5. A Step Back From Previous Versions

While the graphics engine is an amazing achievement and deserving of the highest praise, every other aspect of GTA IV has devolved. It's as if the designers put 95% of their effort into creating a believable environment and used the last 5% for gameplay. Instead of mini-games involving taxi fares, ice-cream trucks, pizza delivery, ambulance driving, fire-fighting, territorial control, managing a get a boring round of pool, bowling and darts.

6. Wonky Cover System

It's great that GTA IV now has a cover system. It's not so great that it makes me want to punch my Xbox in the face. God forbid you attempt the cover system near several objects as you never know where you'll get attached. I've lost track of how many times I've been in cover mode, only to have the game refuse to fire my weapon for some inexplicable reason, forcing me to uncover and recover. It's annoying, frustrating and lacks polish.

7. Dopey Mini-Games

Billiards, bowling and darts, eh? Three boring mini-games that have little to no impact on anything. You can't even bet an opponent for some cash, which I guess doesn't matter because money has no value anyway. The designers could have exercised a little creativity by developing a little pick-up basketball game at the park, or skeet shooting, or dirt-bike racing. Hell, I'll take a little Frisbee tossing or miniature golf. Something original, for Pete's sake.

8. Relationships Are Idiotic

One new aspect to GTA is the concept of relationships. Unfortunately, it's rudimentary at best, bordering on sublimely retarded. All you have to do is call someone on your phone, pick them up, and head wherever you need to go. Once there, you do nothing that has any impact. As long as you don't total your car or inadvertently shoot your date in the face, they all seem to love you. In the end, relationships in GTA stand as a concept that was never developed. The designers should have taken some notes from The Sims and offered the player tangible options based on the environment the characters find themselves in.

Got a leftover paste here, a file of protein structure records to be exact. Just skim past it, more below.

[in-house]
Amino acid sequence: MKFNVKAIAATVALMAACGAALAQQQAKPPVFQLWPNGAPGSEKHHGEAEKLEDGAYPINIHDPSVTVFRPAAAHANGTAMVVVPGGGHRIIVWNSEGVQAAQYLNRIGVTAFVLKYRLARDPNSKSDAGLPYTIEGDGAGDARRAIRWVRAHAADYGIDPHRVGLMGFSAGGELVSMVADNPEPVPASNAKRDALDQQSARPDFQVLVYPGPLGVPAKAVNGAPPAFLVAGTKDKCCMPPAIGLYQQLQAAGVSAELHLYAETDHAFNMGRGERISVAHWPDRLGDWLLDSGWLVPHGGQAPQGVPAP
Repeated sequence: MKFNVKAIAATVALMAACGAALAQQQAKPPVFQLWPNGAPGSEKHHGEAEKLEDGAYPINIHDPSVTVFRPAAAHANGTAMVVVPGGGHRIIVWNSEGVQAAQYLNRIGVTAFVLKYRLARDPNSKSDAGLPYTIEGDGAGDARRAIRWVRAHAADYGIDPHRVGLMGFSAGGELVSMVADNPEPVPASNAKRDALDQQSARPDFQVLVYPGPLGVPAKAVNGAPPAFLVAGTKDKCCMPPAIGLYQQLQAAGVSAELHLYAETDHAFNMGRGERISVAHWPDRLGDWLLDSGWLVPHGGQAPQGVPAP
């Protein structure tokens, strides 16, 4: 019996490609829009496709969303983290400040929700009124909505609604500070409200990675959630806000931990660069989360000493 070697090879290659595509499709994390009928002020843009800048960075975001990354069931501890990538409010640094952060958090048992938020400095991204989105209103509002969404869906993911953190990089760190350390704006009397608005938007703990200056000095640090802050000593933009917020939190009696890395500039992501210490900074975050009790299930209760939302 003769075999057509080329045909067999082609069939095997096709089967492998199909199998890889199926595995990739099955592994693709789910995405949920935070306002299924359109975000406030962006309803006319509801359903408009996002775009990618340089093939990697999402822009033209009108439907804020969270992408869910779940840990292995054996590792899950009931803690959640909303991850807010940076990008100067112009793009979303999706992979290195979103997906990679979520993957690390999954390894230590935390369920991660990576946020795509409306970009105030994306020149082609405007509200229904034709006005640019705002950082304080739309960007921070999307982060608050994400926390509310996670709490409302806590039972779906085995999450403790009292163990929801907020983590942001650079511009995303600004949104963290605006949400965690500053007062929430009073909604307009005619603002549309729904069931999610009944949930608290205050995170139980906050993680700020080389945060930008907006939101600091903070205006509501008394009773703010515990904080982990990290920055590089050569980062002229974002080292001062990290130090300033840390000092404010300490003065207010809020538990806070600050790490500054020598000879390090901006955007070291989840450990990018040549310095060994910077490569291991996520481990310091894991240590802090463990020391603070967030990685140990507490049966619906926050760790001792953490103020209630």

9. Clothing Interface

I made a terrible mistake in the early part of the game: I purchased every bit of clothing I could find. I didn't realize that the clothing interface, which hasn't changed from previous versions, would continue to be a monumental example of crappy design. There is no organization to the clothes, no quick way to select a suit or casual attire, forcing the player to view every single item one-by-one, an act that redefines tedium and borders on torture.

10. Phantom Traffic

I don't know what else to call this, so I'm sticking with Phantom Traffic. Phantom Traffic has been around ever since GTA went 3D and it continues to bug the hell out of me. What is it? It's when you look down a stretch of road and don't see any cars. You turn around, look down another stretch, and still don't see any cars. So you turn back to your original viewpoint and suddenly there's a freaking traffic-jam, cars everywhere. I was hoping the next-gen version of GTA would expand the distance cars appear, but such is not the case. Ultimately, this means it's pointless to look around and see if any cops are around before stealing a car, as the second you turn your attention to the window, you have no idea what has suddenly materialized behind you.